The NBA has caved.
After putting up a good fight for the repeal of HB2 — the law that legalizes and mandates discrimination against LGBT people — the NBA is returning its All-Star Game to North Carolina without an effective repeal.
LGBT discrimination is still legal in the state of North Carolina, and cities and municipalities cannot protect their LGBT citizens for at least the next four years.
The NBA doesn’t care.
While Michael Jordan and the Charlotte Hornets and the back-stabbing governor, Roy Cooper, are all celebrating the NBA All-Star Game’s return to the state, THE MOVE IS OPPOSED BY EVERY SINGLE LGBT-RIGHTS GROUP THAT HAS SAID ANYTHING ABOUT IT.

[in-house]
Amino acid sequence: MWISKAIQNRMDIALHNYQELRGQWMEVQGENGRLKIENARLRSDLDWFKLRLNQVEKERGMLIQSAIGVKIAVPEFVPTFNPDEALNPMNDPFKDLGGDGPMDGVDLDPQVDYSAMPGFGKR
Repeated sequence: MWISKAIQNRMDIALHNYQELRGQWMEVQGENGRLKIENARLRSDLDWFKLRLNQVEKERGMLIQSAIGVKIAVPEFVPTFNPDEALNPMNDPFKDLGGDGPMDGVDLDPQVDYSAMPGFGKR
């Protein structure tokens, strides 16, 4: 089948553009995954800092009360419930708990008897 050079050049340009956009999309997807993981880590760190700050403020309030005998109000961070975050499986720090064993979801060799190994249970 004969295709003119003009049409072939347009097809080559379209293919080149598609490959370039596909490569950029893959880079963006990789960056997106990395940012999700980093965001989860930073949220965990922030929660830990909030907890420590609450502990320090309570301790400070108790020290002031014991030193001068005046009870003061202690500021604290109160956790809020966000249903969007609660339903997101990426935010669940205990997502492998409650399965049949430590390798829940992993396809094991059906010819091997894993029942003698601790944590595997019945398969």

Even Athlete Ally, which has a long history of working with the NBA, called the NBA’s return of the All Star Game to Charlotte “troubling.”
It would be one thing if there was some nuance in the LGBT community’s collective outrage at the NBA’s move. There isn’t. But if the governor who turned his back on the LGBT community and Michael Jordan are happy, the NBA is clearly willing to go with the flow.
While Cooper will surely create some executive order trying to offer the LGBT community some small nugget, discrimination will remain legal in the state.
Following the NCAA’s return to North Carolina, it’s again business as usual.
The NBA has just opened the door wide for other states interested in legalizing discrimination against LGBT people.